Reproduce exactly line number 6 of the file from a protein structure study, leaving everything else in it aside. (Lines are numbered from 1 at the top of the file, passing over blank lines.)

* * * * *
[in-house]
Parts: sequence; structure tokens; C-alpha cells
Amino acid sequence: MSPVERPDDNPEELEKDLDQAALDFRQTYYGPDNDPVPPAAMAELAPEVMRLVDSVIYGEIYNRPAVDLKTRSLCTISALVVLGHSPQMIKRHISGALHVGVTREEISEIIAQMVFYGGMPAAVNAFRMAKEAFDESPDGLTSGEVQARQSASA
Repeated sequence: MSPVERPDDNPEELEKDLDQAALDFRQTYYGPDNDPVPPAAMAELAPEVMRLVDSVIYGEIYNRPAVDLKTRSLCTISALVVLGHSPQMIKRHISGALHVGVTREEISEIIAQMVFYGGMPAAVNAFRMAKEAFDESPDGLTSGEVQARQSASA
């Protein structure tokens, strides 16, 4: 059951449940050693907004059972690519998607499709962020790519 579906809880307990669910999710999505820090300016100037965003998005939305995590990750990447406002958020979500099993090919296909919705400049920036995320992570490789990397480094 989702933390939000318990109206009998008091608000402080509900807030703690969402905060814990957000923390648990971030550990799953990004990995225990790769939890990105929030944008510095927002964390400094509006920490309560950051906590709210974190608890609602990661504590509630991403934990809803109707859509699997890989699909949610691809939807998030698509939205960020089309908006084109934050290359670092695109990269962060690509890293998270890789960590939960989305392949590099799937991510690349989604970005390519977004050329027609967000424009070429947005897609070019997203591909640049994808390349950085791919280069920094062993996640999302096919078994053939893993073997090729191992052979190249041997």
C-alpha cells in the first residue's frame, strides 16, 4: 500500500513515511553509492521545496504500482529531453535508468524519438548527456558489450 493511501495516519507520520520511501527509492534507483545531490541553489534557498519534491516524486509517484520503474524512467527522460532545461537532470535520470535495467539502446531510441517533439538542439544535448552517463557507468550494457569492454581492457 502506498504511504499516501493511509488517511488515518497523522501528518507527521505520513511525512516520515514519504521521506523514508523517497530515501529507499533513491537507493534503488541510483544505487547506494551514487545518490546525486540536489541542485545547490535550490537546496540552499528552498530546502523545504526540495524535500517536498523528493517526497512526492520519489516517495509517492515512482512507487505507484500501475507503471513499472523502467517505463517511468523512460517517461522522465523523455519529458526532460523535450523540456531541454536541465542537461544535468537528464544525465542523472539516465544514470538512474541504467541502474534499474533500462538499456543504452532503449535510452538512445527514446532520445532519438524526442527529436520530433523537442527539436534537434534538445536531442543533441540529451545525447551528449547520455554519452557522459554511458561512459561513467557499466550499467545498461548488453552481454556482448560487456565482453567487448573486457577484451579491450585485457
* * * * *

C-alpha cells in the first residue's frame, strides 16, 4: 500500500513515511553509492521545496504500482529531453535508468524519438548527456558489450 493511501495516519507520520520511501527509492534507483545531490541553489534557498519534491516524486509517484520503474524512467527522460532545461537532470535520470535495467539502446531510441517533439538542439544535448552517463557507468550494457569492454581492457 502506498504511504499516501493511509488517511488515518497523522501528518507527521505520513511525512516520515514519504521521506523514508523517497530515501529507499533513491537507493534503488541510483544505487547506494551514487545518490546525486540536489541542485545547490535550490537546496540552499528552498530546502523545504526540495524535500517536498523528493517526497512526492520519489516517495509517492515512482512507487505507484500501475507503471513499472523502467517505463517511468523512460517517461522522465523523455519529458526532460523535450523540456531541454536541465542537461544535468537528464544525465542523472539516465544514470538512474541504467541502474534499474533500462538499456543504452532503449535510452538512445527514446532520445532519438524526442527529436520530433523537442527539436534537434534538445536531442543533441540529451545525447551528449547520455554519452557522459554511458561512459561513467557499466550499467545498461548488453552481454556482448560487456565482453567487448573486457577484451579491450585485457